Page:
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IRS says more Americans now eligible for COVID-related distributions from retirement accounts

But you should still think twice before running to withdraw your savings.

The government has expanded eligibility for coronavirus-related distributions from retirement accounts, but investors should think carefully before taking them, advisers said.


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The Internal Revenue Service announced on Friday more Americans will be able to withdraw money from their retirement accounts if they were affected by the coronavirus, either financially or physically.

As part of the response to the coronavirus crisis, which has burdened the economy and taken millions of Americans out of work, the government said in April retirement savers could take qualified distributions of up to $100,000 in retirement assets, including 401(k) plans and individual retirement accounts. In normal circumstances, individuals could distribute a maximum of $50,000. Investors could also take up to $100,000 as a loan from a 401(k), up from the usual $50,000 limit.

To be eligible for the distribution or loan, Americans had to be impacted by the crisis. Examples include becoming ill with COVID-19 or getting laid off from work.

Under the expansion, the IRS said people who had a job offer rescinded or a delayed start date are now eligible as well. The new rules also allow spouses or household members to take these distributions if someone in the home was affected. Employers can choose to implement these coronavirus-related distributions and loans or not, though individuals can claim the tax benefits regardless, the IRS stated.

See: Here comes the retirement crisis, coronavirus-style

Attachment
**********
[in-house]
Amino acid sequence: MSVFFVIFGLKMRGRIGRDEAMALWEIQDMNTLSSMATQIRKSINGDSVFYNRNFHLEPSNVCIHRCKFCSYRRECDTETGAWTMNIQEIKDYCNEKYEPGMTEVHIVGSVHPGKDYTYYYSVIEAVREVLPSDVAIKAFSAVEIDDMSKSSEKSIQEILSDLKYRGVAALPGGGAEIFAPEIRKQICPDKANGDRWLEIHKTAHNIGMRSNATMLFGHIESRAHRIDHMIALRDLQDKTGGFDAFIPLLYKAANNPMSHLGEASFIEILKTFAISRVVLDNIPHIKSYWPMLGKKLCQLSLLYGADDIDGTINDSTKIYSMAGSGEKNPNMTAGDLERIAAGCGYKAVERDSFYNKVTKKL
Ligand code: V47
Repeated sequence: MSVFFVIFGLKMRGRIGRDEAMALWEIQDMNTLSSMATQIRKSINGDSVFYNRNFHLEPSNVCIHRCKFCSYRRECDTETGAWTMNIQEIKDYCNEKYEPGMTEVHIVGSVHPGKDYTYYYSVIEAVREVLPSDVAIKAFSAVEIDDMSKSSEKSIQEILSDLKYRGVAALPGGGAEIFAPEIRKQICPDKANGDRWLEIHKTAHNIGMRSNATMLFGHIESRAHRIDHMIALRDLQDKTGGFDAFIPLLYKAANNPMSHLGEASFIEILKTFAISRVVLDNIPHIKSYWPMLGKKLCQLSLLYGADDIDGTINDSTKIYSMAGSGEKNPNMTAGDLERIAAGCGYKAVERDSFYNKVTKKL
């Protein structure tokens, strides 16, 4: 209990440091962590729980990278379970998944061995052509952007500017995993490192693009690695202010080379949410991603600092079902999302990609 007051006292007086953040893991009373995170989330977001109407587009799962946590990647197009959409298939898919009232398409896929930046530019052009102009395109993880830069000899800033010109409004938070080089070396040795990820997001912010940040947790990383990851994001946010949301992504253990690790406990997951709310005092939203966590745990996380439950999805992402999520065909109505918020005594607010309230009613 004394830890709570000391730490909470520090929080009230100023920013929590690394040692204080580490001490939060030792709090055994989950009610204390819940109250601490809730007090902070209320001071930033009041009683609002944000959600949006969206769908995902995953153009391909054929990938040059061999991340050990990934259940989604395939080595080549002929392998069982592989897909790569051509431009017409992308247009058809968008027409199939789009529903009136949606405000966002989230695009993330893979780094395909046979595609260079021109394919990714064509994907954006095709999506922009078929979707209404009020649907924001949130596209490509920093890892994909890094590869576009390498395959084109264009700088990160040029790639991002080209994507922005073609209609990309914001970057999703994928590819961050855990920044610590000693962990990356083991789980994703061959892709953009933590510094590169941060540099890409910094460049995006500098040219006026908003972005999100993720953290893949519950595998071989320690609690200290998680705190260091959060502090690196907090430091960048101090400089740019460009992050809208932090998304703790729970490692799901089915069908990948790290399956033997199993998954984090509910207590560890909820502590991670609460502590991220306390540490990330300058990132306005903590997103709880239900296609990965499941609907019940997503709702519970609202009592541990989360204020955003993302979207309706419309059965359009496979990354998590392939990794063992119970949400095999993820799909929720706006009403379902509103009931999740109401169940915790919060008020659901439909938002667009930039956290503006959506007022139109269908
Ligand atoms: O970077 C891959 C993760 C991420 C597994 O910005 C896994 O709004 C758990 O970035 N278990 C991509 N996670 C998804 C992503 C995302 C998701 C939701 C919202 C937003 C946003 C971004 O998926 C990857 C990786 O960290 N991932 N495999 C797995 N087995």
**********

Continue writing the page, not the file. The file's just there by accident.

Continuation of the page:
Financial advisers caution Americans to think carefully before taking a distribution or loan from a retirement account, as doing so could have adverse effects on future retirement security. Distributions still have tax consequences, and must be paid within three years. Loans must be repaid, with interest going toward the individual’s account, but could become complicated if someone is separated from their employer before the repayment is done. Less money in these accounts results in lower potential returns in the future, so they should be treated as a last resort, advisers told MarketWatch.

The full impact of the coronavirus on retirement savings and security is still unknown, but nearly half of workers say they expect to withdraw from their assets because of it, a Principal Financial Group survey found. Around 15% of people said they’ll tap into their emergency savings, 13% said they’d take the money from their employer-based retirement plans, 4% said they’ll raid their IRAs and another 4% said they’ll use their Health Savings Accounts.

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